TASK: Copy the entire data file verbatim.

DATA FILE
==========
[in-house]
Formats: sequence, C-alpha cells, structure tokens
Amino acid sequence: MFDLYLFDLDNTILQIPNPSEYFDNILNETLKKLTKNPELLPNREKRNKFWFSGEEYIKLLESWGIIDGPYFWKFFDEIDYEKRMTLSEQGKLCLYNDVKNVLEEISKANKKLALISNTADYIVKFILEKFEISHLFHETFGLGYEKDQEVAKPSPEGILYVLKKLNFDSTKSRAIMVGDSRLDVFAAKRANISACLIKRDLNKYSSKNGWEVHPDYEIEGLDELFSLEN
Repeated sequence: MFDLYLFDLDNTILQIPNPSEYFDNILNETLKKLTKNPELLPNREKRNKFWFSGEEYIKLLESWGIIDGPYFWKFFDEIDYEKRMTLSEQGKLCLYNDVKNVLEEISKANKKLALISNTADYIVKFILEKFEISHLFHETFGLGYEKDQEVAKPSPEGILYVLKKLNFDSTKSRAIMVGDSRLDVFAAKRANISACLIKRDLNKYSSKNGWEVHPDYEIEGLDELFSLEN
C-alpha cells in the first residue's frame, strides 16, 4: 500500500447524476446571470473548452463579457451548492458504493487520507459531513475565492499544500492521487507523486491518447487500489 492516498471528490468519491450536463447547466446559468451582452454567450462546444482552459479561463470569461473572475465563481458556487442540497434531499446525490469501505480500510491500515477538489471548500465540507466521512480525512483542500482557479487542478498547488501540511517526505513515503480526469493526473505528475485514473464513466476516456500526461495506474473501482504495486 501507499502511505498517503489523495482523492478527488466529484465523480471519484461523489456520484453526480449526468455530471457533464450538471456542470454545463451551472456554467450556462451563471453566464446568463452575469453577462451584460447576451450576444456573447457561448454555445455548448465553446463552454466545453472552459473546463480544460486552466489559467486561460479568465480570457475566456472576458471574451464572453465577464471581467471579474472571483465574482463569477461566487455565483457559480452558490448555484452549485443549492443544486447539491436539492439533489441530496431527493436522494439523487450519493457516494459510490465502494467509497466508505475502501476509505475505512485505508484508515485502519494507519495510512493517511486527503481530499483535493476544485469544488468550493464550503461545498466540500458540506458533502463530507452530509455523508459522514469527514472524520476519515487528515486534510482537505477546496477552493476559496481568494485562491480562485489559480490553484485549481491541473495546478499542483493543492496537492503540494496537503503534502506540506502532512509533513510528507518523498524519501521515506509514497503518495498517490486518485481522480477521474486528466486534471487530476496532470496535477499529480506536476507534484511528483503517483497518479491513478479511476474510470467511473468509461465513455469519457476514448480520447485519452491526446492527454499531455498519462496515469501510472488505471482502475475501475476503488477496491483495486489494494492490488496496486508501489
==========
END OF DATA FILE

[in-house]
Formats: sequence, C-alpha cells, structure tokens
Amino acid sequence: MFDLYLFDLDNTILQIPNPSEYFDNILNETLKKLTKNPELLPNREKRNKFWFSGEEYIKLLESWGIIDGPYFWKFFDEIDYEKRMTLSEQGKLCLYNDVKNVLEEISKANKKLALISNTADYIVKFILEKFEISHLFHETFGLGYEKDQEVAKPSPEGILYVLKKLNFDSTKSRAIMVGDSRLDVFAAKRANISACLIKRDLNKYSSKNGWEVHPDYEIEGLDELFSLEN
Repeated sequence: MFDLYLFDLDNTILQIPNPSEYFDNILNETLKKLTKNPELLPNREKRNKFWFSGEEYIKLLESWGIIDGPYFWKFFDEIDYEKRMTLSEQGKLCLYNDVKNVLEEISKANKKLALISNTADYIVKFILEKFEISHLFHETFGLGYEKDQEVAKPSPEGILYVLKKLNFDSTKSRAIMVGDSRLDVFAAKRANISACLIKRDLNKYSSKNGWEVHPDYEIEGLDELFSLEN
C-alpha cells in the first residue's frame, strides 16, 4: 500500500447524476446571470473548452463579457451548492458504493487520507459531513475565492499544500492521487507523486491518447487500489 492516498471528490468519491450536463447547466446559468451582452454567450462546444482552459479561463470569461473572475465563481458556487442540497434531499446525490469501505480500510491500515477538489471548500465540507466521512480525512483542500482557479487542478498547488501540511517526505513515503480526469493526473505528475485514473464513466476516456500526461495506474473501482504495486 501507499502511505498517503489523495482523492478527488466529484465523480471519484461523489456520484453526480449526468455530471457533464450538471456542470454545463451551472456554467450556462451563471453566464446568463452575469453577462451584460447576451450576444456573447457561448454555445455548448465553446463552454466545453472552459473546463480544460486552466489559467486561460479568465480570457475566456472576458471574451464572453465577464471581467471579474472571483465574482463569477461566487455565483457559480452558490448555484452549485443549492443544486447539491436539492439533489441530496431527493436522494439523487450519493457516494459510490465502494467509497466508505475502501476509505475505512485505508484508515485502519494507519495510512493517511486527503481530499483535493476544485469544488468550493464550503461545498466540500458540506458533502463530507452530509455523508459522514469527514472524520476519515487528515486534510482537505477546496477552493476559496481568494485562491480562485489559480490553484485549481491541473495546478499542483493543492496537492503540494496537503503534502506540506502532512509533513510528507518523498524519501521515506509514497503518495498517490486518485481522480477521474486528466486534471487530476496532470496535477499529480506536476507534484511528483503517483497518479491513478479511476474510470467511473468509461465513455469519457476514448480520447485519452491526446492527454499531455498519462496515469501510472488505471482502475475501475476503488477496491483495486489494494492490488496496486508501489